Category Archives: High Stakes

What Does It Mean To “Raise the Stakes”?

Yay! I’m happy to be back at WHW as a Resident Writing Coach. *waves* Last time I visited, we discussed how understanding the interconnectedness of our story elements can help us with revisions, and today we’re going to dig deeper … Continue reading

Posted in Characters, High Stakes, Motivation, Plotting, Resident Writing Coach, Tension, Writing Craft, Writing Lessons | 29 Comments

Conflict and Suspense Belong in Every Kind of Novel

What is the goal of the novel? Is it to entertain? Teach? Preach? Stir up anger? Change the world? Make the author a lot of money? It can be any of these things, but in the end, none of these … Continue reading

Posted in Conflict, High Stakes, Resident Writing Coach, Uncategorized | 14 Comments

Struggle With Show, Don’t Tell? Try This Ultimate Description Toolkit

Today I’m sharing some amazing tools as part of Verbaleyze’s  My Writing Toolkit event, in hopes you might find some new weapons in the battle for strong, compelling description. For those not familiar with VerbalEyze, they are a 501(c)3 nonprofit … Continue reading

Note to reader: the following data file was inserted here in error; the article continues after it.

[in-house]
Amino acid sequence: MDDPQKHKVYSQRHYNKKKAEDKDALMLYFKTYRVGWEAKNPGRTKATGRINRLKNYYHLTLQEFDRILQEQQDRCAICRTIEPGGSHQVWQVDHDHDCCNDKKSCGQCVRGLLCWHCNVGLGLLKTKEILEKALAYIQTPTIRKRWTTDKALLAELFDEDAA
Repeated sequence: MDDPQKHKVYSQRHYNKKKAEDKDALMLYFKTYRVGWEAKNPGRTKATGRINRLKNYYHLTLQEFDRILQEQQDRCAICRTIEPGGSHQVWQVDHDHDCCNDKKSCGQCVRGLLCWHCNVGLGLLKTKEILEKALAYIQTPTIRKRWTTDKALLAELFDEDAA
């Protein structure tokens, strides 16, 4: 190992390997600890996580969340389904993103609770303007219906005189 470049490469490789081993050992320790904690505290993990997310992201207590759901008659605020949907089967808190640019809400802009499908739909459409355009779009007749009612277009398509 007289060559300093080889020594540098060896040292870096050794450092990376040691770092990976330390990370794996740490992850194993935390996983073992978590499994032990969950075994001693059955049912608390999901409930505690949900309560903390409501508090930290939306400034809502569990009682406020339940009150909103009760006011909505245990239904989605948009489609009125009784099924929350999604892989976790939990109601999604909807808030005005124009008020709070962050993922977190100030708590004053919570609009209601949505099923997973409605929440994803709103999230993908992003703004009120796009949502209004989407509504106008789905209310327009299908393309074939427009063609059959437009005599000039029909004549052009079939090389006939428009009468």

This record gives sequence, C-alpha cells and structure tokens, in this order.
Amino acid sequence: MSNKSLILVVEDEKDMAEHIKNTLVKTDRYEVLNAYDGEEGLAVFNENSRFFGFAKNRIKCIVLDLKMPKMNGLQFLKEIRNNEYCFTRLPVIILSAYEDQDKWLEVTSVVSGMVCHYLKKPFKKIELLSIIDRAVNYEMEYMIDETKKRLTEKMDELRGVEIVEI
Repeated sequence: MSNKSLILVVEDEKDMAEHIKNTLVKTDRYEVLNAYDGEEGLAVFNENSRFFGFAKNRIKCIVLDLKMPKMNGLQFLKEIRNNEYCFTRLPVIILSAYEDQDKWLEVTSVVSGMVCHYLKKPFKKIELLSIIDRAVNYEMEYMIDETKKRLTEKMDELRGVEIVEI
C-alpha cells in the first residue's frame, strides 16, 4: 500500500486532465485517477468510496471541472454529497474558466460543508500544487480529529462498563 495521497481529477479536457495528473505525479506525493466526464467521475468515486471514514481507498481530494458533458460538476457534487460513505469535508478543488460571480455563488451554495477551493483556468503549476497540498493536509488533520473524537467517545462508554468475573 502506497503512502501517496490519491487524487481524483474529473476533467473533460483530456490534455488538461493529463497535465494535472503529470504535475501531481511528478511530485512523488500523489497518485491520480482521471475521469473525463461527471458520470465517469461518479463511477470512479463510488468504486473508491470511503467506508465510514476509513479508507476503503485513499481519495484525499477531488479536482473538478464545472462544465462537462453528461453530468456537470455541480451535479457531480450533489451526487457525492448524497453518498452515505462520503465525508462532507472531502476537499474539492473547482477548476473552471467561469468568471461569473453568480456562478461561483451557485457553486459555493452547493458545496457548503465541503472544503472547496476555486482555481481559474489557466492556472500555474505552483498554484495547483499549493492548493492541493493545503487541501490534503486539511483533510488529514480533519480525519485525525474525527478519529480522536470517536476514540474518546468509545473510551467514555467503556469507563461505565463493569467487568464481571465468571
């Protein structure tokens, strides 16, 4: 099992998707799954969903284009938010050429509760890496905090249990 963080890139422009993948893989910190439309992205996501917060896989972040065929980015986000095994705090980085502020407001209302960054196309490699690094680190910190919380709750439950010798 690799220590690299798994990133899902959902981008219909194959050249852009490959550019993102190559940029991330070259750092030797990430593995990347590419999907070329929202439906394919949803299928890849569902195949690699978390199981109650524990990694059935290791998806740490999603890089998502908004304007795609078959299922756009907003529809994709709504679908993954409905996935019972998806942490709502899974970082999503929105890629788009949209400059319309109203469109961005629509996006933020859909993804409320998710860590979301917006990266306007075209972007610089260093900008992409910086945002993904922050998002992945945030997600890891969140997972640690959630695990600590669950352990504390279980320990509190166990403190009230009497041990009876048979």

Posted in About Us, Basic Human Needs, Character Arc, Character Flaws, Character Traits, Character Wound, Characters, Conflict, Description, Dialogue, Emotion, Emotion Thesaurus Guide, Empathy, High Stakes, Motivation, One Stop For Writers, Positive & Negative Thesaurus Guides, Revision and Editing, Setting Thesaurus Guides, Show Don't Tell, Subtext, Tension, Uncategorized, Writing Craft, Writing Lessons, Writing Resources | 7 Comments

Tips on Upping The Stakes

It’s always great when we get Suspense & Thriller authors dropping in at The Bookshelf Muse, and today José Bográn is here to talk about upping the stakes. Creating and the escalating the stakes is something we all need to … Continue reading

Posted in Characters, Guest Post, High Stakes, Uncategorized, Writing Lessons | 26 Comments

Want High Stakes? Amp up the Stress!

In the real world, we avoid stress whenever possible but in writing, the opposite is true. Why? Because in the land of the Three Act Structure (TAS), STRESS = CONFLICT. In the TAS, our main character has a need or … Continue reading

Posted in Characters, Conflict, High Stakes, Writing Lessons | 33 Comments